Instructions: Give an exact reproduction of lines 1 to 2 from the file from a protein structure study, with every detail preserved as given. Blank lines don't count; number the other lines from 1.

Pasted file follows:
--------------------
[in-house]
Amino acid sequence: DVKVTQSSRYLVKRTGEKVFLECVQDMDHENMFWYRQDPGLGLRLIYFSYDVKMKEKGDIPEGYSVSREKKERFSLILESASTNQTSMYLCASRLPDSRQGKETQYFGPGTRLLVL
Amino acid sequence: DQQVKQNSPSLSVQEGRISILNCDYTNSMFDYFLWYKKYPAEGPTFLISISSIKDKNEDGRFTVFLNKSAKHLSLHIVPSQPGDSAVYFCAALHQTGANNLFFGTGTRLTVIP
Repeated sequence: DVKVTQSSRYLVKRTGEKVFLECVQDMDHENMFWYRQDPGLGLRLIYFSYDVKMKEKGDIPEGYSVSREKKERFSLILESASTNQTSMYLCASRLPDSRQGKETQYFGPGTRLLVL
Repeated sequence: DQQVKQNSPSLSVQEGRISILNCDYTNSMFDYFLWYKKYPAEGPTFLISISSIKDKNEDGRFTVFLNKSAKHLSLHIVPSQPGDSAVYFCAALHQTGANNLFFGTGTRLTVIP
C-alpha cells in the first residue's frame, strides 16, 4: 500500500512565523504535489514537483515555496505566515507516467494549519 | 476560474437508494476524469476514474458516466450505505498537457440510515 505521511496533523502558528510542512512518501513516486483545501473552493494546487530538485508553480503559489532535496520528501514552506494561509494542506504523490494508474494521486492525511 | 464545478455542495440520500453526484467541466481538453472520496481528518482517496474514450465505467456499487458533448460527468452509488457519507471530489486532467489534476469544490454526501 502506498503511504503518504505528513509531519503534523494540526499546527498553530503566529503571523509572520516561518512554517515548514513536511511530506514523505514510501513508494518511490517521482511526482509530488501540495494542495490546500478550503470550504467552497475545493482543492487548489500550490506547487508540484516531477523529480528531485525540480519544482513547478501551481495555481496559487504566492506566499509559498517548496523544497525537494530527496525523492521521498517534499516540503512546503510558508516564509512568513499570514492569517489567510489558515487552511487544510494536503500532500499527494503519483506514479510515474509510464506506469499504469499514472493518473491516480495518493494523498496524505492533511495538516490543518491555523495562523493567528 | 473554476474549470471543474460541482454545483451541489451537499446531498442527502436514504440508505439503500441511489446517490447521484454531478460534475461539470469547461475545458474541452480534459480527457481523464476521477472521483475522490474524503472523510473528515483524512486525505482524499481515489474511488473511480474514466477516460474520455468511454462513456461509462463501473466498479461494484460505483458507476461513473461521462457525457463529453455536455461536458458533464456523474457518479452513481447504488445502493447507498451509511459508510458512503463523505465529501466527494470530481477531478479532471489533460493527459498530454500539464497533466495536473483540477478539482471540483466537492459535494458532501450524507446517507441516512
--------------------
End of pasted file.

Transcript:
[in-house]
Amino acid sequence: DVKVTQSSRYLVKRTGEKVFLECVQDMDHENMFWYRQDPGLGLRLIYFSYDVKMKEKGDIPEGYSVSREKKERFSLILESASTNQTSMYLCASRLPDSRQGKETQYFGPGTRLLVL